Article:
Yesterday the U.S. Supreme Court ruled that it's fine, constitutionally speaking, to execute inmates with the sedative midazolam, a drug that in some ways has become emblematic of the death penalty debate in America today.
Midazolam is the drug Oklahoma officials used in last year's botched execution of convicted murderer Clayton Lockett, a drug that some experts claim cannot produce the deep, coma-like state needed to ensure executions don't violate the Constitution's Eighth Amendment ban on cruel and unusual punishment. Up until last year, Oklahoma had used Texas's current death-drug of choice, pentobarbital, but as suppliers dried up, and unregulated compounding pharmacies faced increasing pressure to stop selling drugs for executions, Oklahoma couldn't get its hands on the stuff. Months before Lockett, who regained consciousness during his execution and took 43 minutes to die, was put to death, Oklahoma Department of Corrections deputies drove around the state in an unsuccessful attempt to find a pharmacy that would sell them pentobarbital.
Basically, given how tough it's become to get pentobarbital (Texas prison officials seem to announce a shortage of death drugs every few months or so), midazolam could be Texas' future, too (since multiple U.S. companies make the drug, it's much easier for state corrections officials to obtain).
Monday's 5-4 ruling upheld the use of midazolam for a couple of reasons. Writing for the majority, conservative Justice Samuel Alito said the condemned inmates challenging the drug failed to identify an alternative method of execution (under a previous court ruling, death row inmates challenging execution protocols are in the strange position of having to identify how they'd rather be killed). Secondly, Alito just didn't buy that using a massive dose of midazolam to kill someone constitutes a substantial risk of severe pain.
While the court upheld midazolam as an approved execution drug, in his dissent Justice Stephen Bryer cited two Texas cases as reasons to question the constitutionality of the death penalty entirely. Writing about the “serious unreliability” of the capital punishment, Bryer pointed to two Texas men who were, in all likelihood, executed for crimes they didn't commit.
In 2012, Columbia Human Rights Law review dedicated its entire spring edition, and doubled its normal size to more than 400 pages, to an investigation into the case of Carlos DeLuna. Until the day Texas executed him in 1989, DeLuna insisted another Carlos killed 24-year-old Wanda Lopez at a Corpus Christi gas station. Prosecutors at trial dismissed the idea, calling the other Carlos “a phantom” that didn't exist. Decades after his execution, Columbia University law professor James Liebman and a team of students found that other Carlos — Carlos Hernandez — and ultimately uncovered a trove of compelling evidence that DeLuna was, in fact, innocent. A website and book they later published about the case argues, with meticulous, shocking detail, that an innocent man was sent to his death.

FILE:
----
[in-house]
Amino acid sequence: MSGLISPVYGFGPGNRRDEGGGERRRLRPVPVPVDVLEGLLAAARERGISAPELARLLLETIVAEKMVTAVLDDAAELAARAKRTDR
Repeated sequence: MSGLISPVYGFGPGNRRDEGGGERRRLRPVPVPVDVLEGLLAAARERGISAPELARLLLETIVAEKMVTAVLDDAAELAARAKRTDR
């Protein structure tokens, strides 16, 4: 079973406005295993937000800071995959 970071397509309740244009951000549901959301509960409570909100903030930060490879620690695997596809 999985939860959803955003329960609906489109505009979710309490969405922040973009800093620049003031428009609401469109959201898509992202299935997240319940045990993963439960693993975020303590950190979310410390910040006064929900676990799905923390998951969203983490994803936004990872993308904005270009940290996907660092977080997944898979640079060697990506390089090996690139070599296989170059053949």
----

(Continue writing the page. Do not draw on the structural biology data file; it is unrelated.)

In his dissent, Bryer also references the well-known case of Cameron Todd Willingham, who was executed in 2004 for the apparently-motiveless murder of his three children by setting his house on fire while they slept inside. The arson “science” used to convict Willingham was ultimately proven to be bogus, and earlier this year the State Bar of Texas formally accused the prosecutor in Willingham's case of misconduct, alleging he gave a star witness secret legal favors in exchange for helpful testimony.
Bryer points to research indicating that courts are 130 times more likely to exonerate a defendant when a death sentence is at issue, and nine times more likely to exonerate a convict in a capital murder case than a non-capital murder one. Why is that? Well, Bryer writes that maybe it has to do with the law governing capital cases being more complex, or perhaps the crimes at issue in these cases are so horrendous that there's enormous community pressure on police, prosecutors, and judges to get a conviction.
But Bryer also alludes to the more general problem of flawed forensic testimony, such as the FBI's recent findings that flawed microscopic hair analysis was used in 33 or 35 capital cases under review by the bureau. Nine of those 33 defendants had already been executed. In the District of Columbia, which doesn't have the death penalty, five of seven defendants in flawed hair analysis cases were eventually exonerated.
For these reasons, Bryer urged the court to once again reconsider the constitutionality of the death penalty. Nearly 40 years ago the Supreme Court upheld capital punishment, saying that there are sufficient safeguards to ensure the death penalty is applied reasonably, reliably and not arbitrarily. “The circumstances and the evidence of the death penalty's application have changed radically since then,” Bryer wrote. “Given those changes, I believe that it is now time to reopen the question.”
You can read all of the opinions in the case here (Bryer's dissent begins on page 51):
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